Part III of IV: Cross-Cultural Perspectives — Thriving Amid Pandemic — NYC, USA

Chef Mustapha Abdul-Rahiim in front of a Brooklyn, USA building. credit: Mustapha Abdul-Rahiim

In New York City, USA, Global Nomad and Chef Mustapha Abdul-Rahiim, 38, offers practical food advice to get you through the coronavirus pandemic and beyond. He gives actionable steps that anyone can use to thrive during a pandemic when store shelves are nearly empty.

As a chef, I was able to absorb the culture of international food first-hand. Tasting what freshness and Non-GMO meant … the care and attention to quality, presentation details and ingredients whilst remaining simple and pure … was unique to see. Also, I appreciated the amount of history behind the food and what it meant to the people [in each country].

— Chef Mustapha Abdul-Rahiim.
NYC -- Brooklyn based Chef Mustapha Abdul-Rahiim standing outside during the COVID-19 pandemic
Chef Mustapha Abdul-Rahiim standing outside in Brooklyn, USA during the COVID-19 pandemic. credit: Mustapha Abdul-Rahiim

Before the pandemic, Mustapha was an executive chef at a Park Avenue club in Manhattan, USA. He is also a culinary teacher and restaurant consultant at Herbncooking. Mustapha picked up many lessons and local knowledge during his travels in Japan, Canada, Panama and throughout Europe.

photo of a bowl of Asian fusion cuisine--rice noodles, shrimp, sesame chicken, and various vegetables
A bowl of Asian fusion cuisine. credit: Matthew James Berrafato

Advice for thriving during a pandemic

During the initial, new coronavirus ‘lock down,’ whilst everyone seemed to buy toilet paper and pounds of perishable goods, I was planning for the future (and) trying to be as self-sustainable during these hard times as much as possible.

Chef Mustapha Abdul-Rahiim

Mustapha’s maternal grandfather always had a passion for cooking, feeding, and generally taking care of his family. His grandfather taught about growing an edible garden, knowing when to plant and to harvest, and how to till and fertilize the land.

Photo of fresh cut vegetables on a cutting board in a modern kitchen
Vegetables on a cutting board in preparation for cooking. credit: Matthew James Berrafato

Companion planting for pandemic gardening

Chef Mustapha also learned other useful food production practices like the use of ‘companion planting.’ Growing basil and tomatoes in close proximity because they each provide nutrients that will benefit the other vegetable, for example.

My maternal grandfather — Herman Alexander — instilled in me the benefits of keeping a pantry and a freezer stocked. He learned from his family how to craft handmade sauces and jams with what he had freshly available. (I remember) baking fresh breads and learning how to prepare almost everything by hand. His lessons (helped) me to already know what was needed to survive anything — including a pandemic.”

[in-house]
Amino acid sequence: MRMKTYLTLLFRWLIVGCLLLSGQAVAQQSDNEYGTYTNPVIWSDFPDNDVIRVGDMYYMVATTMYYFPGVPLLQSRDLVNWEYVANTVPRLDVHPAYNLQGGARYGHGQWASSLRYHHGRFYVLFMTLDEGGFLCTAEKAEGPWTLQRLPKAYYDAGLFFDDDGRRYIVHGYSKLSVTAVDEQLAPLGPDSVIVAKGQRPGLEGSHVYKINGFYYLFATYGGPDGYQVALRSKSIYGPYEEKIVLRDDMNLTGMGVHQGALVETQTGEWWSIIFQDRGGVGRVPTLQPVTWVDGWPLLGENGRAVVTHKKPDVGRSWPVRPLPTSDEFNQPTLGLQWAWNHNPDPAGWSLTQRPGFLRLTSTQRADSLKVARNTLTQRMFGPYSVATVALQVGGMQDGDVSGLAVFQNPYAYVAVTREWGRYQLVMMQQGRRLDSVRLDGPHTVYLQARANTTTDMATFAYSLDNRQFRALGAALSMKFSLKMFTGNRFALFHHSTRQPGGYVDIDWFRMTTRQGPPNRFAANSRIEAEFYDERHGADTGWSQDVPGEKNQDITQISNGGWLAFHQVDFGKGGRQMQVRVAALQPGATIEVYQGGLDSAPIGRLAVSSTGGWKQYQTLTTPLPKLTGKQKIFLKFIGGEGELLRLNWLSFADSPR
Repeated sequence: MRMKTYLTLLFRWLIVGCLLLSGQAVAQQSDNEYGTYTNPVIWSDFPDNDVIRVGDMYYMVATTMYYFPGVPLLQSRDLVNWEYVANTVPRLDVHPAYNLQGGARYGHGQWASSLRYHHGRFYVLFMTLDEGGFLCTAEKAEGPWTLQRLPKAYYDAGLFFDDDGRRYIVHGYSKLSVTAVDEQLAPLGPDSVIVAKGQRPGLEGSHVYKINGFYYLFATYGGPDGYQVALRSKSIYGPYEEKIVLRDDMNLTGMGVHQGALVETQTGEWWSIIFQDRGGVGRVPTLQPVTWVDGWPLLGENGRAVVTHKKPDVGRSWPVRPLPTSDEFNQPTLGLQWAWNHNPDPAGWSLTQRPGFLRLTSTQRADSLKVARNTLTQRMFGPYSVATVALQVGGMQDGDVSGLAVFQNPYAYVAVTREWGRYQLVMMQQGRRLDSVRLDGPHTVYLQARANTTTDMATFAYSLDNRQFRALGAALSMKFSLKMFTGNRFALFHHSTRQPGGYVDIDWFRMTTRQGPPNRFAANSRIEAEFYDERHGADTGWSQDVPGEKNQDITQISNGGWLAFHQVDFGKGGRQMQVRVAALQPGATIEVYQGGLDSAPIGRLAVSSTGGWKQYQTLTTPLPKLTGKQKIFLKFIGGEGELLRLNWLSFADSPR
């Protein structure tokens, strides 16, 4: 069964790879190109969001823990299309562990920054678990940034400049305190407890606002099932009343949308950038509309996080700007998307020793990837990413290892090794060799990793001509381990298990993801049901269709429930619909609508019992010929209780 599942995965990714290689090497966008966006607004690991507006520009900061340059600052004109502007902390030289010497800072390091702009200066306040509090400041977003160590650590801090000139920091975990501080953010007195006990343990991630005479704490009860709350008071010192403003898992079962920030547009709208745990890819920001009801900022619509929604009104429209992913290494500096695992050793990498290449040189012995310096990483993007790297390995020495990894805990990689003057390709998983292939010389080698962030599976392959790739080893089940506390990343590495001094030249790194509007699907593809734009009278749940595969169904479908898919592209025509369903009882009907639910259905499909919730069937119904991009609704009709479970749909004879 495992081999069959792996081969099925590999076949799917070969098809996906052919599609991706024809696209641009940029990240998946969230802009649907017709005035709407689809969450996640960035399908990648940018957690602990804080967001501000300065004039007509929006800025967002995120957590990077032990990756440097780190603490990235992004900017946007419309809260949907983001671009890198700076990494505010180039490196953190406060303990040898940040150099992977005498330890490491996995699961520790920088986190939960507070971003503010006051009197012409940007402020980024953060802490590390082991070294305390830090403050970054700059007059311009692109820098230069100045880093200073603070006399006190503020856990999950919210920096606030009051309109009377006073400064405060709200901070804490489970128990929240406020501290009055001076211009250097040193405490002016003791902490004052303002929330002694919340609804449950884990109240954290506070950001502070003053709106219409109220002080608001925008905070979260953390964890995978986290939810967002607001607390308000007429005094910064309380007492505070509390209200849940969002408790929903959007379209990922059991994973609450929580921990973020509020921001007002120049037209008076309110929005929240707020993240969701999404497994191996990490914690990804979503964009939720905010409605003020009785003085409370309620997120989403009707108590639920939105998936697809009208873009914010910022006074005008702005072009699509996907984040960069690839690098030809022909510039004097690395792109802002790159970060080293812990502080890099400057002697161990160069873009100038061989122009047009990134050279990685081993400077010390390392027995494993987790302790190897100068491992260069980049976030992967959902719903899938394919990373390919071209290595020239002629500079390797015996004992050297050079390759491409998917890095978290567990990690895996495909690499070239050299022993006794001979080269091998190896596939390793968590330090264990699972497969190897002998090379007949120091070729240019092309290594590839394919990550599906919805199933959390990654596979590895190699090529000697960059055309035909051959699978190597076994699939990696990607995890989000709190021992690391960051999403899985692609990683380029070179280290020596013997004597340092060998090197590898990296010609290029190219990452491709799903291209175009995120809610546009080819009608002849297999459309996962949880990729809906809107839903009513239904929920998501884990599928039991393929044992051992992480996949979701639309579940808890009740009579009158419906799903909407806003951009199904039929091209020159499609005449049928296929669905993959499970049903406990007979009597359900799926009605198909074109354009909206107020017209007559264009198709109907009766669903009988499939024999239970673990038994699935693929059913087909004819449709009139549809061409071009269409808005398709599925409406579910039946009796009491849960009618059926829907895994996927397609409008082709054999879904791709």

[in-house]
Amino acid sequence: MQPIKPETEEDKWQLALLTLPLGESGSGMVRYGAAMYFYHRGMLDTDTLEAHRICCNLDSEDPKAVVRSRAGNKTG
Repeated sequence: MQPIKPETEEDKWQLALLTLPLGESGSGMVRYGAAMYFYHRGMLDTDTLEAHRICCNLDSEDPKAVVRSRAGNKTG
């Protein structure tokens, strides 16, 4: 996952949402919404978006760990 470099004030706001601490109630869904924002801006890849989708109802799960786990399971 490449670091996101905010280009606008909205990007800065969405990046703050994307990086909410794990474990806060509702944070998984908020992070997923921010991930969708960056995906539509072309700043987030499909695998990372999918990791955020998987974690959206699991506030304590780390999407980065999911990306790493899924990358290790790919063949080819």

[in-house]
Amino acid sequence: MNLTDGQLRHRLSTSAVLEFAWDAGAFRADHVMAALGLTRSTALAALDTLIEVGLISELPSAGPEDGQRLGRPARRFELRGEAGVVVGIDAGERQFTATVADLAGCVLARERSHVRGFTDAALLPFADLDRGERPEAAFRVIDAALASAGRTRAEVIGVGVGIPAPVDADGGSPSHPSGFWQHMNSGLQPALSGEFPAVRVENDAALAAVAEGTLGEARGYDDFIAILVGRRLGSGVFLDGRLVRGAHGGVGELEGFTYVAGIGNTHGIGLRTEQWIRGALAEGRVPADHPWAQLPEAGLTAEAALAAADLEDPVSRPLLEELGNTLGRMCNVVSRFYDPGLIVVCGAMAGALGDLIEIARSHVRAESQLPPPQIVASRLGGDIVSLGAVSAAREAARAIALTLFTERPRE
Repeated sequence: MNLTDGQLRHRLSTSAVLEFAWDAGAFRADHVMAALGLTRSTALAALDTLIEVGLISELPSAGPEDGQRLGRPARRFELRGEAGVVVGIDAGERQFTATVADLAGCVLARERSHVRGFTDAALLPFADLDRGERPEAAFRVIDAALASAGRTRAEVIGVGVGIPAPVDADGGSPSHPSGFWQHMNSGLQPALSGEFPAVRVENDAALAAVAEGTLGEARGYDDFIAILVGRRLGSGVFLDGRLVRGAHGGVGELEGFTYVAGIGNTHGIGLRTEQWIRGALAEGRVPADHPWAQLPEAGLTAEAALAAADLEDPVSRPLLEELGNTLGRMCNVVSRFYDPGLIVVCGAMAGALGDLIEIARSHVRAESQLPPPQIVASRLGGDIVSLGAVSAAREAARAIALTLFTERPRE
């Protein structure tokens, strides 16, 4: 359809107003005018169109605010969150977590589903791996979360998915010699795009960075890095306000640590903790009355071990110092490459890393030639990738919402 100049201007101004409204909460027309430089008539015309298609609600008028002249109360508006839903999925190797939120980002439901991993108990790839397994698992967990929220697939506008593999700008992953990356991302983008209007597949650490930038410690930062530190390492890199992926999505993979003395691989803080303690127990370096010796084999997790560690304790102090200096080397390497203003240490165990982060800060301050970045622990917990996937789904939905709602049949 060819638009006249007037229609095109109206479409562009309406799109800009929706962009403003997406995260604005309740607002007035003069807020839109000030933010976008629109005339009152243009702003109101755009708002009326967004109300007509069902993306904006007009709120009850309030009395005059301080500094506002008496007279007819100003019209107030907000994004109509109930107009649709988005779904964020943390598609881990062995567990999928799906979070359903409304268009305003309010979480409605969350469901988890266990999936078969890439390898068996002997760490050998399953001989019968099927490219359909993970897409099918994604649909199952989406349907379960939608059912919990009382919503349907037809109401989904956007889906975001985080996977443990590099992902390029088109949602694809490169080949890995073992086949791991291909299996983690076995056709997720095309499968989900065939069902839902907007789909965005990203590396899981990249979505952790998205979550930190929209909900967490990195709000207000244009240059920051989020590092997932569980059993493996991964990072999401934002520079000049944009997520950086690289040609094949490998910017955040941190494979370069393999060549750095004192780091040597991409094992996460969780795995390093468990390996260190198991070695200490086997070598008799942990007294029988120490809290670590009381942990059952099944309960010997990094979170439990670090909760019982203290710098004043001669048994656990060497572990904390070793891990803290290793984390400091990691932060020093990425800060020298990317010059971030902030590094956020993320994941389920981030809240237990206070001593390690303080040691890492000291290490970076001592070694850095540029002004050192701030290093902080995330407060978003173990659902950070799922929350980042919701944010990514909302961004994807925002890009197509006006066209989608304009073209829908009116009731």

Chef Mustapha Abdul-Rahiim

Prepare for food insecurity caused by pandemic — don’t panic

Before NYC’s stay-at-home order was put in place, The first thing Mustapha did to prepare was gather soil and seeds so that he could have fresh fruit and vegetables.

Next, “I stocked up the pantry with dried goods and canned food. I made sure (there) was a variety of proteins, starches, grains, cereals, and flours. [I] bulked up the freezer and only purchased enough fresh items to just get by,” he says.

Various colored vegetables on a cutting board in preparation for cooking
Vegetables grown in a home garden to prevent food insecurity. credit: Matthew Berrafato

Crops may fail — be prepared

Mustapha’s paternal grandmother, Fannie Bracy, was a ten-year-old living on her family’s hobby farm during the 1930s. The lessons that she learned about preventing food waste are what she taught her own children.

She used to warn that crops may fail, a job might end, or stores may not have what you need. She also passed along the tradition of a home garden. She encouraged using what you have before buying more, and sharing what you have with family and neighbors from her African and Indigenous American roots.

In his maternal grandparents’ home, leftover broccoli from dinner would make its way into a breakfast omelet — instead of the compost bin.

These shared traditions and philosophies from those living in-between cultures can be applied by everyone to calmly manage pandemic survival.

A Chef preparing to take a sip from a glass
Chef Mustapha Abdul-Rahiim in a relaxing moment. credit: Mustapha Abdul-Rahiim

We are going to talk with Arina Merkulova about wisdom and practices from her Russian heritage — in part three of this series on the COVID-19 pandemic survival.

You can catch up on the previous installment, click here.


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